In Defense of Food by Michael Pollan

“This is the short answer to the supposedly incredibly complicated and confusing question                                                                of what we humans should eat in order to be maximally healthy.”

This is the first line of the book, and it basically tells what the next chapters will talk bout. Michael Pollan published In Defense of Food, after writing An Omnivore’s Dilemma. An Omnivore’s Dilemma focused on ecological and ethical dimensions of human’s eating choices, and it didn’t focus on human health. In this next book, he attempts to answer a question that a lot of his previous readers had asked: So, what should i eat? As starters, I think its weird that we have come to a point where people don’t recognize what is healthy and what they should eat. It has transformed to a point where we have minimal connection to our food, and food is a necessity rather than a commodity. Pollen states that for years, it had been culture, traditions, and parental figures that told us what to eat. Nowadays, it is nutritionists, scientists, and ultimately the government that is the most concerned with what we eat. (This being said, don’t you think its in their best interest to want to keep us healthy?)

The rise of highly processed food, known as the Western diet, has shaped not only “Western” cultures, but it has had a toll globally. However, with the increase in farmers markets, and more organic food available due to a rise in the organic movement, it is possible to leave the Western diet behind. This is, if we stop thinking of food as something bad, and start looking at the bigger picture. This, as Michael Pollan refers to, is called Nutritionism. Nutritionism, not to be confused with nutrition, is the paradigm that assumes  that scientifically identified nutrients in food determine the value of the individual food, rather than what the food is. This movement was effective because nutrients are somewhat abstract and invisible to the regular human, therefore we tend to listen to scientists or governments when they refer to something either as good or as bad. But no one ever says this orange is good. What they say instead is, the vitamin C in this orange is good. Or no one says this fish is good. They say the fatty omega 3’s in it are healthy. By this logic, people start misunderstanding the actual value of food, and even processed foods can be deemed healthier and natural foods, as what is being looked at are the ingredients.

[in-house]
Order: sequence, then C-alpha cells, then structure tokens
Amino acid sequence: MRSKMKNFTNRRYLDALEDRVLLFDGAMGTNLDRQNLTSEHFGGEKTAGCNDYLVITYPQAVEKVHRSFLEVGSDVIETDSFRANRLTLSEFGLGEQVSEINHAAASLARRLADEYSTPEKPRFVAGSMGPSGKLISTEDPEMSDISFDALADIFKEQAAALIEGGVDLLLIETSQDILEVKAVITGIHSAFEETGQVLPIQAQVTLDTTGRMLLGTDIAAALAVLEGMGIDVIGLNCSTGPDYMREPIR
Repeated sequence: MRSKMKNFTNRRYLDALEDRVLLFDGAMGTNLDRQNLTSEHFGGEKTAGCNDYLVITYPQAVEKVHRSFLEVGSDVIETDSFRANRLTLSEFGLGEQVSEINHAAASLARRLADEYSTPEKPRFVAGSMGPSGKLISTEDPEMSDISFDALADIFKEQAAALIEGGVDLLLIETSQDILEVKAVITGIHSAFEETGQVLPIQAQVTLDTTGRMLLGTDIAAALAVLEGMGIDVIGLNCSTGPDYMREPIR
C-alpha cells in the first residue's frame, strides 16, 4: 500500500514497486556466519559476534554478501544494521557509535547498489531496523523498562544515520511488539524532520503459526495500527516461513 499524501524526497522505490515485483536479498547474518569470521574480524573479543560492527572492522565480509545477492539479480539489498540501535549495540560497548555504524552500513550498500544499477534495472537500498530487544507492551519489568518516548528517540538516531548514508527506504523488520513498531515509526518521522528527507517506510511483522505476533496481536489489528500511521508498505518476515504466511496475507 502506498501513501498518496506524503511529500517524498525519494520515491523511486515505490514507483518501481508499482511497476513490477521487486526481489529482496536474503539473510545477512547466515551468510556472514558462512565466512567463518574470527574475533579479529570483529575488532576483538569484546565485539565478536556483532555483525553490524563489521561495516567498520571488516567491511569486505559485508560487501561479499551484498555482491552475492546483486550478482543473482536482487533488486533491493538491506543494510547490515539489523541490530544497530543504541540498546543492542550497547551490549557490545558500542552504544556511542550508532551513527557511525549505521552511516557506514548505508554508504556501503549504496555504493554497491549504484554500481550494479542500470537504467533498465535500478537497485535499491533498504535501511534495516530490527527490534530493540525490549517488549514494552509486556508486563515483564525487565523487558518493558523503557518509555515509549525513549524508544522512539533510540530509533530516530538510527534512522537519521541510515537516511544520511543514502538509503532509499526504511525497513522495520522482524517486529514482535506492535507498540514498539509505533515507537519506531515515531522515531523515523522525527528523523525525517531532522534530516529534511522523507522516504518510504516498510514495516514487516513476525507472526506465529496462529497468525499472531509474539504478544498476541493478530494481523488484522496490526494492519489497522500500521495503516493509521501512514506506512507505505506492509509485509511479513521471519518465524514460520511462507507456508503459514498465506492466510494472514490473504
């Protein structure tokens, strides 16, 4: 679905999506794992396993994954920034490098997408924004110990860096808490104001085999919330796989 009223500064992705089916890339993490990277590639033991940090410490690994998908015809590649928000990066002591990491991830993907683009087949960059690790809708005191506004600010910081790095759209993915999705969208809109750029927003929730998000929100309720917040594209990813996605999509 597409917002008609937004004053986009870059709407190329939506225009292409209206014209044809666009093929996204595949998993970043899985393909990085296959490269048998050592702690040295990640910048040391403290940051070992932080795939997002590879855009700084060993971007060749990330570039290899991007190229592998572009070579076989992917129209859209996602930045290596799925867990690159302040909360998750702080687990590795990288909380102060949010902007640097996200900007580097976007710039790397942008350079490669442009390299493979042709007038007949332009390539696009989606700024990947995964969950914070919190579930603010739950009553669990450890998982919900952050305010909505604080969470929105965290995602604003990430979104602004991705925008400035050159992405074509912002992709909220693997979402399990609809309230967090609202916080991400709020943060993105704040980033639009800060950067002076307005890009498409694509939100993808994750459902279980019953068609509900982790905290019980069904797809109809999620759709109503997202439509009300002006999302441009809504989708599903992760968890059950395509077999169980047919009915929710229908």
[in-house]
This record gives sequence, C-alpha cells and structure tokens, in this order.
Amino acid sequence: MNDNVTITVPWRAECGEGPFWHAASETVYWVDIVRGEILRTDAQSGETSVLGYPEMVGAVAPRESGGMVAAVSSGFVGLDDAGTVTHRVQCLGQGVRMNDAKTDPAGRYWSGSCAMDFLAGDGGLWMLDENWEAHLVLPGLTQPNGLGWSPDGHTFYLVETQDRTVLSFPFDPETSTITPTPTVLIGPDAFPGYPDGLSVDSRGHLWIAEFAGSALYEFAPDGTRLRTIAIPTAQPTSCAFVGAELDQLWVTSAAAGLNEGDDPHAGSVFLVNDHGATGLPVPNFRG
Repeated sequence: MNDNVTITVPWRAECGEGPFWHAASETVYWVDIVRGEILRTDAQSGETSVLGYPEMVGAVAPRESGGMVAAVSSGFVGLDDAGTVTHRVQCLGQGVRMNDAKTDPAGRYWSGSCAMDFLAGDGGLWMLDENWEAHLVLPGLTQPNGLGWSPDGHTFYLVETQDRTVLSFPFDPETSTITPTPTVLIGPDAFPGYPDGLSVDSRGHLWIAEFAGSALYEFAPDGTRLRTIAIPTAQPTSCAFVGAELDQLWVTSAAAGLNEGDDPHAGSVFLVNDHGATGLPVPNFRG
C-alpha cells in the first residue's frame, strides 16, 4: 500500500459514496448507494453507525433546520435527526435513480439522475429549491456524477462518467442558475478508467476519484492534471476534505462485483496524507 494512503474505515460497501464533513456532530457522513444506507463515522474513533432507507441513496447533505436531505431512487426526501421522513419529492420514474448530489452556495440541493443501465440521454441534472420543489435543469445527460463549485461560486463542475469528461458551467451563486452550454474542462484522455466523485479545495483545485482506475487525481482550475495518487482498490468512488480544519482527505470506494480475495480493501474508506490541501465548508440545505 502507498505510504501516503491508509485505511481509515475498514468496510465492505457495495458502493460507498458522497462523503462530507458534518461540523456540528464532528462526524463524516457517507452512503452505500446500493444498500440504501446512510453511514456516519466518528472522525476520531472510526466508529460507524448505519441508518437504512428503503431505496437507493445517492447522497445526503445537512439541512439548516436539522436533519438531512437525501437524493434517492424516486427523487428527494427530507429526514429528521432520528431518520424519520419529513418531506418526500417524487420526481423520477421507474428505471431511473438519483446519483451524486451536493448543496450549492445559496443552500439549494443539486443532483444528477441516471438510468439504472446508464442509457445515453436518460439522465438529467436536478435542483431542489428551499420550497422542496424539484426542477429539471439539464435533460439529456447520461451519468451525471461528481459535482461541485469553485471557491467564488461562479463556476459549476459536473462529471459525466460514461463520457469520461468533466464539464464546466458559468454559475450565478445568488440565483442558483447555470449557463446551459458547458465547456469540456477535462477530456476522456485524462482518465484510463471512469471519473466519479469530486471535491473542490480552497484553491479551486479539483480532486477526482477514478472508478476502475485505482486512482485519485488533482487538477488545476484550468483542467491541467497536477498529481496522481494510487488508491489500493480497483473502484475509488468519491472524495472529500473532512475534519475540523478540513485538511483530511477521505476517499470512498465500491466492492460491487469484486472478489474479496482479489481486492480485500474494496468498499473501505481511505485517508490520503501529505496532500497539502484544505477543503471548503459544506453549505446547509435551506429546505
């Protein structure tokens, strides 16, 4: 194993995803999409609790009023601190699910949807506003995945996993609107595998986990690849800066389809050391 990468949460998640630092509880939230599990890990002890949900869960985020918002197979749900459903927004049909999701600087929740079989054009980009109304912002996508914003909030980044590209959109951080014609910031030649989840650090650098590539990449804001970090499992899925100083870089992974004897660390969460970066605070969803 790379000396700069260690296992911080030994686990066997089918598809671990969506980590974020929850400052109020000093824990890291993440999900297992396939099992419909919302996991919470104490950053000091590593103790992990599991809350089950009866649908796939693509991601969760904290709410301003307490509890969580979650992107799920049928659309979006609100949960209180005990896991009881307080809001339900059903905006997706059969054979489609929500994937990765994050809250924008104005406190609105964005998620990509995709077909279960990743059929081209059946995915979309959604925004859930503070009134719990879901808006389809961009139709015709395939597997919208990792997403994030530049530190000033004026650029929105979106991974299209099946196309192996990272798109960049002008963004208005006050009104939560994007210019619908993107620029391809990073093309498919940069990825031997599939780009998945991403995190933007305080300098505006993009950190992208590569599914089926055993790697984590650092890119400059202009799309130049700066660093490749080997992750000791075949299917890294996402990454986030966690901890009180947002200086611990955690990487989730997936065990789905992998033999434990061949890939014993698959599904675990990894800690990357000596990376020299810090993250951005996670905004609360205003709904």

I have always enjoyed reading Michael Pollan’s books, articles, opinions, and collaborations. He was a part of Food Inc, which we watched a while back. I think his knowledge and point of view on food is very informative, and something everyone should get behind. I know the difference between good and bad calories. For example, although 100 calories of Doritos is not that much, it is still worst than 100 calories of strawberries. Caloric count, as well as nutrient composition, don’t always make up foods. However, I never thought about nutritionism, and everything that Pollan talked about. These terms, good vs bad, are what create phobias and promote eating disorders. For example, bad carbohydrates, bad polysaturated fats, bad sugars, all of these things create a war on food. I have also seen several nutritionists growing up, and have talked to many people about food. Yet, after reading this book, I truly have a different idea of what actually is healthy in foods.


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